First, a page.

Dowell: You know, it’s been a real surprise to me how many people take umbrage with the ending! They find it abrupt. I can see what they’re saying, but I’m not sure I’d do things differently if give the chance. I think the ending gives enough information so that the reader is not left hanging—you know how things ultimately turn out. The book ends with an image, really, of Jamie, her parents, and Private Hollister playing cards. Maybe it’s the poet in me that wants to end with an image. Look at it this way—it’s a book about photographic images, images of the moon, of wounded soldiers, of war. So the last image is of a family passing time while they wait. Which is what the families of soldiers do. I don’t know how they bear it.
Fuse #8: As a former photography major I was keen on the darkroom moment recorded in the book. Are you a photographer yourself or do you happen to have some connection to it that inspired you to include it in the title?
Dowell: When I was in seventh grade, a friend taught me how to develop and print film down at the Army rec center in Bad Kreuznach. That’s about the extent of my darkroom experience, but I clearly remember sitting in that pitch black closet trying to get the film out of its cartridge and into the processing canister. I’m amazed I didn’t ruin more film than I did. The best part of the process was dipping the paper into the chemical bath and watching the image develop. Magic!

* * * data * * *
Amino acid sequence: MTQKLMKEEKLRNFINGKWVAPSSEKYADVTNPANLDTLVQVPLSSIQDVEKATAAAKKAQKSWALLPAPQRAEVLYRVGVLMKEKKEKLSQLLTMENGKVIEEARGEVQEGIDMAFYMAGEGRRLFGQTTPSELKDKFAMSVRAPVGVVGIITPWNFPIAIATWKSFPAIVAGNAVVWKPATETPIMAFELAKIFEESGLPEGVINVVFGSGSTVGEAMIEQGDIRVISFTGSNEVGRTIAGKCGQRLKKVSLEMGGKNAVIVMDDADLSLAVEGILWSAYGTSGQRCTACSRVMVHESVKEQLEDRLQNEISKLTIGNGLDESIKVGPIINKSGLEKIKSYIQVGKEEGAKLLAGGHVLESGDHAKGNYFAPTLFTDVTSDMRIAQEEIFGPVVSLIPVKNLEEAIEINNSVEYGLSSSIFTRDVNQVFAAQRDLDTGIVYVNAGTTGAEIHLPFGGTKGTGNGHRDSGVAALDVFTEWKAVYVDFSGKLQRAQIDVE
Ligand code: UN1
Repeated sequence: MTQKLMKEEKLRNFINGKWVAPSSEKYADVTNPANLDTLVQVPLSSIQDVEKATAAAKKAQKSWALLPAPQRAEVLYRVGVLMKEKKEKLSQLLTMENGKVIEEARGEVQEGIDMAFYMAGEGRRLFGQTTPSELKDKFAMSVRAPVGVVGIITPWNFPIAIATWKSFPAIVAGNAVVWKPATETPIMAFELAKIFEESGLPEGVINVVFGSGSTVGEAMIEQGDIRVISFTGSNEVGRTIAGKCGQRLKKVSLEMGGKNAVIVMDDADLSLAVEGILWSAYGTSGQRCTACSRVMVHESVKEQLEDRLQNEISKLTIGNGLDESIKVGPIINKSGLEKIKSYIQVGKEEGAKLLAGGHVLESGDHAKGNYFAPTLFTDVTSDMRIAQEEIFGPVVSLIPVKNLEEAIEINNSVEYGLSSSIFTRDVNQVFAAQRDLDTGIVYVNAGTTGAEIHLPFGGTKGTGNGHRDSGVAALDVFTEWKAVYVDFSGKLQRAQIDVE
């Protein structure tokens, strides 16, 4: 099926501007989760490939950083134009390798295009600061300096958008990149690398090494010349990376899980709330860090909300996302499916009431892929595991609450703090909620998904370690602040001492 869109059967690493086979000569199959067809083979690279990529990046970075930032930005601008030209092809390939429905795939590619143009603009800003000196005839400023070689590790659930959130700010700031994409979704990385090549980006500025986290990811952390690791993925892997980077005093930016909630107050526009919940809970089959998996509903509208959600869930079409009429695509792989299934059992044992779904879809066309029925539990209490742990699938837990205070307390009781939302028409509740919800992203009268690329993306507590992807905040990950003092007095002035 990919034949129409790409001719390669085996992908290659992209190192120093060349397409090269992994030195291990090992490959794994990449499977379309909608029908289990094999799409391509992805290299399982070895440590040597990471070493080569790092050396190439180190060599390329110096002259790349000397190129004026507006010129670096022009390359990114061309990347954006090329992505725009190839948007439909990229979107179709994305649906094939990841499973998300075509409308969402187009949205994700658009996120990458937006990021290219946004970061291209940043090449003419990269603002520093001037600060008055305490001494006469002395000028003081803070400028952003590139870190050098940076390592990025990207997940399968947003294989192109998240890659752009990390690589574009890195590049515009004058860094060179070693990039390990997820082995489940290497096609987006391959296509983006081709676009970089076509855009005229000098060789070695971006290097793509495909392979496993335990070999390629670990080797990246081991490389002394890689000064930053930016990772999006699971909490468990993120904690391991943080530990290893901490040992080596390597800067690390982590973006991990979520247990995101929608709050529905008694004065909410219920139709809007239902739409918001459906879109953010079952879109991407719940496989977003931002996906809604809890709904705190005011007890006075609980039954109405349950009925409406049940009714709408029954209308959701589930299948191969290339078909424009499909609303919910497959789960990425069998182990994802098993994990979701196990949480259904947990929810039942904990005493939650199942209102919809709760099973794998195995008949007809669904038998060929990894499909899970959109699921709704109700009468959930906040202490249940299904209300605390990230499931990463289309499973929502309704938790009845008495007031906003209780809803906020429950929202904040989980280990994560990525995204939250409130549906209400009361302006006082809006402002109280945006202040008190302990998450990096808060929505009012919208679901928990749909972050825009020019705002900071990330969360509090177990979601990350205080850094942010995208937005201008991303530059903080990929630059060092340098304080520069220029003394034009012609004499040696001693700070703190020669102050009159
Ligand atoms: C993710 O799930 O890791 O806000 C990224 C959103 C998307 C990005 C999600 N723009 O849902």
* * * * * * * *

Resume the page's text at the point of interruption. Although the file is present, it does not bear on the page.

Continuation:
My husband is a documentary photographer, and he’s the one who provided me with the technical details and read through what I’d written to make sure I’d gotten it right.
As for the title, my original title for the book was Knock. Jamie and Private Hollister play a lot of gin rummy throughout the book, and in gin rummy you knock when you’re ready to count points. I liked it, but the marketing folks thought it sounded too YA, and I suppose they were right. It was my editor, Caitlyn Dlouhy, who came up with Shooting the Moon, which is lovely and of course ties into the photography aspect of the story, as you noted.
Fuse #8: Did you have any sense of where the book was going to go when you started writing it? Some authors diagram out every plot turn, emotional tug of the heart, and characterization to the minutest detail. Others let the book lead them. What’s your particular process?